What better feeling can there be than to enter a penalty-kick shootout as a German national?
Germany once again must give thanks for its historic prowess at penalty kicks, having defeated Italy on Saturday in quarterfinals of the 2016 UEFA European Championship. After eight failed attempts, Germany finally ended the historic hex that Italy seemingly had over it in major competitions by topping Italy 6-5 in a penalty-kick shootout after the teams played to a 1-1 draw.
Germany advanced to the semifinals with eyes fixed on the goal of adding the Euro 2016 crown to the 2014 FIFA World Cup title it currently holds.
Meanwhile, Italy exits with heads high after playing the world champions as equals for 120 minutes and eight rounds of the shootout. As recently as three weeks ago, many called this Italy team its worst in 50 years, but its performances in five games in France made a mockery of that tag. Unheralded players and head coach Antonio Conte deserve immense credit for doing so. On another day, Italy beats Germany and reaches the semifinals as the favorite to win the competition. But it was not to be.
Germany-Italy was Euro 2016’s most highly anticipated game, but the proceedings failed to match its billing. The teams canceled each other out, both tactically and on the score line, over the course of 120 minutes. They struggled to find openings for 65 forgettable minutes minutes before Mesut Ozil put Germany in front on a poacher’s goal, which belied the considerable artistry of his skill set.
The fact that Germany took its first lead over Italy in a competitive game since the semifinals of the 1970 World Cup was more important than the manner in which it finally breached the Azzuri’s defense. Yet the weight of history and Italy’s current resolve erased Germany’s lead within 14 minutes.
Jerome Boateng, one of the world’s best central defenders, committed a grave mistake by handling the ball inside his own penalty area. Leonardo Bonucci converted the spot-kick into a goal on his first trip to the penalty spot in his 11-year professional career — an act of supreme audacity, confidence and drama.
The teams’ respective ambition then receded like the tides, and they spent the next 40 minutes battling fatigue and each other and an effort to prevent giving away a fateful, tournament-ending goal.
Germany’s and Italy’s technical, tactical, physical and psychological strengths collided, and the reaction produced a game in which there were more yellow cards than shots on goal — seven to six. Both sides simply were too good to gain an edge over their opponent, and only penalty kicks could separate two of the soccer world’s traditional powers.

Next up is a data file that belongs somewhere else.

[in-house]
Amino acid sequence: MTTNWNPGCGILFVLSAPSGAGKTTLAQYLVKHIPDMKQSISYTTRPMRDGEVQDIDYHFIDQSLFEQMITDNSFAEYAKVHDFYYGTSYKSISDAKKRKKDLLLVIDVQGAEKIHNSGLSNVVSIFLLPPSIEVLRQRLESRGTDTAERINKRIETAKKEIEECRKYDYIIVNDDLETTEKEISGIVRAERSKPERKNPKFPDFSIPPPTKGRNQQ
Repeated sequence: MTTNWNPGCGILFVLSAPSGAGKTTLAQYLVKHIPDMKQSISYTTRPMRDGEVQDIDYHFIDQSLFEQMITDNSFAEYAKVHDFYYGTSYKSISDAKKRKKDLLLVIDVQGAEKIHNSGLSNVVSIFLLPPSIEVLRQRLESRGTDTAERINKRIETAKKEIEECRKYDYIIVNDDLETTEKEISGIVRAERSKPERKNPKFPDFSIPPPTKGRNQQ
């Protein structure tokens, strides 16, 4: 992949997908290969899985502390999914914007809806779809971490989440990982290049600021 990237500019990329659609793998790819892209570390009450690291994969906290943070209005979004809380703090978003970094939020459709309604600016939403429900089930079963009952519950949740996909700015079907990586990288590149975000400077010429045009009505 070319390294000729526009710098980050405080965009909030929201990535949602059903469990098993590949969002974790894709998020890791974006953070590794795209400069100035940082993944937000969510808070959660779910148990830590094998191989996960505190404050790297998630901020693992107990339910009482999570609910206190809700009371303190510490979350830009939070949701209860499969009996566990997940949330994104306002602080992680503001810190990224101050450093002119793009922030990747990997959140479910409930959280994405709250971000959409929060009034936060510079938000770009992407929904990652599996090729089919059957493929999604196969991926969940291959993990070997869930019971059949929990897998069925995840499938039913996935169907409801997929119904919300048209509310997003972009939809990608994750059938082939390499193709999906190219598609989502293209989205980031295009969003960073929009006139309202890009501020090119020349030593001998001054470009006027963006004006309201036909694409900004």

The shootout bordered on the absurd, starting with Simone Zaza’s ridiculous run up, continuing through Thomas Muller’s weak effort amid ongoing goal-scoring misery and Graziano Pelle’s and Bastian Schweinsteiger’s comical misses.
But the shooters found their form in the sudden-death rounds, converting all six attempts.
The shootout became the joint-longest in Euro history as it entered the ninth round. On center stage stood two of the world’s best goalkeepers: Italy’s Gigi Buffon and Germany’s Manuel Neuer.
Neuer adeptly saved Matteo Darmian’s effort. Jonas Hector shot under Buffon to bring the joy of six to Germany and symmetrical misery to Italy.
Here’s how Germany and Italy reached that point.
Ozil not just a set-up man
UEFA dubbed Ozil “Mr. Assists” in the build-up to the game, but the Germany playmaker reminded the world that his game also contains determination and work rate in scoring his first competitive goal since the 2014 World Cup.
Italy’s Old Guard comes up big when chips are down
Italy’s Buffon (38) Bonucci (29), Andrea Barzagli (35) and Chiellini (31) have played together for club, Juventus, and country for the last six years. The back-four veterans were immense throughout, but no more than after Ozil gave Germany the lead.
Had Buffon not saved Mario Gomez’s shot from point-blank range in the 68th minute, Italy would have been down by two and likely out of Euro 2016.
Chiellini and Bonucci (plus Boateng) were responsible for Italy’s game-tying goal. Who could have expected that to happen?
Perhaps we should have.
Thomas Muller can’t stop scoring at World Cups — 10 goals in 13 games. He can’t score in European Championships, having drawn blanks in 10 games, including all five in Euro 2016.
Thumbnail photo via Tim Groothuis/Witters Sport/USA TODAY Sports Images
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